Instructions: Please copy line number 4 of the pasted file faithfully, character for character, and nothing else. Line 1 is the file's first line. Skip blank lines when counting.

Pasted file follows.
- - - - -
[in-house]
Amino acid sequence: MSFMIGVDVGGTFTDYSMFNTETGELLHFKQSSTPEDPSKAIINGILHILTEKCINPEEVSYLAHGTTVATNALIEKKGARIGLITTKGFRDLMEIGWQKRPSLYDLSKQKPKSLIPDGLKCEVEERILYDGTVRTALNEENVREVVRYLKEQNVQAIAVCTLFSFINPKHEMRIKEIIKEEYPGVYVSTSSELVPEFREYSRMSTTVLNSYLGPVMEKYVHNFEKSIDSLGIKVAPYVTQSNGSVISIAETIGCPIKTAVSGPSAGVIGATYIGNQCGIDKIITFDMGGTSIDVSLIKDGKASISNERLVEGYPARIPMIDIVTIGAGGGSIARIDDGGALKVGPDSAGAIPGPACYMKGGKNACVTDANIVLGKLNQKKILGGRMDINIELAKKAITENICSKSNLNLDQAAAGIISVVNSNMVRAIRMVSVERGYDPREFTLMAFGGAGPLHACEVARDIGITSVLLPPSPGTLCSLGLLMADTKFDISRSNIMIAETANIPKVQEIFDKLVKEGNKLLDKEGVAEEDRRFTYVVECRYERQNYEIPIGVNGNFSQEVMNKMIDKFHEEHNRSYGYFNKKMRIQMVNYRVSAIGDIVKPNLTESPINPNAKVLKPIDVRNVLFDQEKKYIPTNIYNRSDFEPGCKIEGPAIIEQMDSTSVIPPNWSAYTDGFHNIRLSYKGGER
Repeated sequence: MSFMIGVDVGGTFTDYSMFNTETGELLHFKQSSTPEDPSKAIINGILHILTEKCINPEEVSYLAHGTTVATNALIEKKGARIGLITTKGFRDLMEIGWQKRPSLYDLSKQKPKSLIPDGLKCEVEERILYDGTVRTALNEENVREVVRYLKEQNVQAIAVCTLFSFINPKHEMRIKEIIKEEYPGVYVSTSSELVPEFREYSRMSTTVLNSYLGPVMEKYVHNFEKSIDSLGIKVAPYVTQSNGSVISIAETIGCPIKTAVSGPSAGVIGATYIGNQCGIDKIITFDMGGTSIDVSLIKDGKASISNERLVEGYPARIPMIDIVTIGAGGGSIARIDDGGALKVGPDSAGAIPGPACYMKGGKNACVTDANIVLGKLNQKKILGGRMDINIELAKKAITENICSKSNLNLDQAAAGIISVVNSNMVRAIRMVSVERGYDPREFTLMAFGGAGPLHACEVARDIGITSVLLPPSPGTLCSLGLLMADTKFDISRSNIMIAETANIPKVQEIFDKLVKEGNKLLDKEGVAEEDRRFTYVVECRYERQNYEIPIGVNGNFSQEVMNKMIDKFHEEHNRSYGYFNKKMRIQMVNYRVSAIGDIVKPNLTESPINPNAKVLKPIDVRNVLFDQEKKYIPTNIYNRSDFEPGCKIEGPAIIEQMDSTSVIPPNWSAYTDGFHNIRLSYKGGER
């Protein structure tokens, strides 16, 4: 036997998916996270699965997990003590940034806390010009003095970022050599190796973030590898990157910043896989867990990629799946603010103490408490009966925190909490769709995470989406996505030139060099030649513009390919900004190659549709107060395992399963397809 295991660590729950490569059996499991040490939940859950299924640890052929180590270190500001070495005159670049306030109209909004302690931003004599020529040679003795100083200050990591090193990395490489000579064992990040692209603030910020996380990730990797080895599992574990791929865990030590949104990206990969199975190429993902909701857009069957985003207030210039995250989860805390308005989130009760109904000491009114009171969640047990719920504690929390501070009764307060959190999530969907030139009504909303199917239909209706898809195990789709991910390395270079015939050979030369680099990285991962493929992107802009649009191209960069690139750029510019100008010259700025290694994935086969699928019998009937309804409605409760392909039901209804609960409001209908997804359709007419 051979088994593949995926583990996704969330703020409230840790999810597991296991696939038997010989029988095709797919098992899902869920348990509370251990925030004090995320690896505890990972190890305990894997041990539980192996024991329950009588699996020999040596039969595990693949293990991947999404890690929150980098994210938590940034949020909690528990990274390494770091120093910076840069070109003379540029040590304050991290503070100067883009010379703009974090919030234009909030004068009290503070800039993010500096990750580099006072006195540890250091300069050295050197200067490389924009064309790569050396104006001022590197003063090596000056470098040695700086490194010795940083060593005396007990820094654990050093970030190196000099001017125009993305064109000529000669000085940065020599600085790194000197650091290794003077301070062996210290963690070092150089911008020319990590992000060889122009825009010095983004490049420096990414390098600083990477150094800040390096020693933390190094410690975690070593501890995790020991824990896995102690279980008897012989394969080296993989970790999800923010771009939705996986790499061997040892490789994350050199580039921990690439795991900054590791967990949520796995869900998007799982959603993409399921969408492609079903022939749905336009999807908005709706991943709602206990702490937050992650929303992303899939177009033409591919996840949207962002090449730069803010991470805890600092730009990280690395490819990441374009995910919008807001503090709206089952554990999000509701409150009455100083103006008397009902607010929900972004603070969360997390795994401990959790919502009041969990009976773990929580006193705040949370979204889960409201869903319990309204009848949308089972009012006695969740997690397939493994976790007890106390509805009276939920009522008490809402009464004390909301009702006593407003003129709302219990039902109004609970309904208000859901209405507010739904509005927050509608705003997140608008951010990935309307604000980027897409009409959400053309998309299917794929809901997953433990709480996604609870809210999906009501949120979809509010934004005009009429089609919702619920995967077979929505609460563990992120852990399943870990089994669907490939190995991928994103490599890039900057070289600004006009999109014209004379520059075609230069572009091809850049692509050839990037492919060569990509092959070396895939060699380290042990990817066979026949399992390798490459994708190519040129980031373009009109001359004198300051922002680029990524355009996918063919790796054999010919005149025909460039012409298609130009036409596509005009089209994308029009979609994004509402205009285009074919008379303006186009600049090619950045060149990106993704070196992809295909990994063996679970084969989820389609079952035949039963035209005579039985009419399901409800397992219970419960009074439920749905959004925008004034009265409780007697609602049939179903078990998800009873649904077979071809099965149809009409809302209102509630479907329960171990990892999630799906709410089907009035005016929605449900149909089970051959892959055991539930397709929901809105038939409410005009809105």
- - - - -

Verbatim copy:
């Protein structure tokens, strides 16, 4: 036997998916996270699965997990003590940034806390010009003095970022050599190796973030590898990157910043896989867990990629799946603010103490408490009966925190909490769709995470989406996505030139060099030649513009390919900004190659549709107060395992399963397809 295991660590729950490569059996499991040490939940859950299924640890052929180590270190500001070495005159670049306030109209909004302690931003004599020529040679003795100083200050990591090193990395490489000579064992990040692209603030910020996380990730990797080895599992574990791929865990030590949104990206990969199975190429993902909701857009069957985003207030210039995250989860805390308005989130009760109904000491009114009171969640047990719920504690929390501070009764307060959190999530969907030139009504909303199917239909209706898809195990789709991910390395270079015939050979030369680099990285991962493929992107802009649009191209960069690139750029510019100008010259700025290694994935086969699928019998009937309804409605409760392909039901209804609960409001209908997804359709007419 051979088994593949995926583990996704969330703020409230840790999810597991296991696939038997010989029988095709797919098992899902869920348990509370251990925030004090995320690896505890990972190890305990894997041990539980192996024991329950009588699996020999040596039969595990693949293990991947999404890690929150980098994210938590940034949020909690528990990274390494770091120093910076840069070109003379540029040590304050991290503070100067883009010379703009974090919030234009909030004068009290503070800039993010500096990750580099006072006195540890250091300069050295050197200067490389924009064309790569050396104006001022590197003063090596000056470098040695700086490194010795940083060593005396007990820094654990050093970030190196000099001017125009993305064109000529000669000085940065020599600085790194000197650091290794003077301070062996210290963690070092150089911008020319990590992000060889122009825009010095983004490049420096990414390098600083990477150094800040390096020693933390190094410690975690070593501890995790020991824990896995102690279980008897012989394969080296993989970790999800923010771009939705996986790499061997040892490789994350050199580039921990690439795991900054590791967990949520796995869900998007799982959603993409399921969408492609079903022939749905336009999807908005709706991943709602206990702490937050992650929303992303899939177009033409591919996840949207962002090449730069803010991470805890600092730009990280690395490819990441374009995910919008807001503090709206089952554990999000509701409150009455100083103006008397009902607010929900972004603070969360997390795994401990959790919502009041969990009976773990929580006193705040949370979204889960409201869903319990309204009848949308089972009012006695969740997690397939493994976790007890106390509805009276939920009522008490809402009464004390909301009702006593407003003129709302219990039902109004609970309904208000859901209405507010739904509005927050509608705003997140608008951010990935309307604000980027897409009409959400053309998309299917794929809901997953433990709480996604609870809210999906009501949120979809509010934004005009009429089609919702619920995967077979929505609460563990992120852990399943870990089994669907490939190995991928994103490599890039900057070289600004006009999109014209004379520059075609230069572009091809850049692509050839990037492919060569990509092959070396895939060699380290042990990817066979026949399992390798490459994708190519040129980031373009009109001359004198300051922002680029990524355009996918063919790796054999010919005149025909460039012409298609130009036409596509005009089209994308029009979609994004509402205009285009074919008379303006186009600049090619950045060149990106993704070196992809295909990994063996679970084969989820389609079952035949039963035209005579039985009419399901409800397992219970419960009074439920749905959004925008004034009265409780007697609602049939179903078990998800009873649904077979071809099965149809009409809302209102509630479907329960171990990892999630799906709410089907009035005016929605449900149909089970051959892959055991539930397709929901809105038939409410005009809105």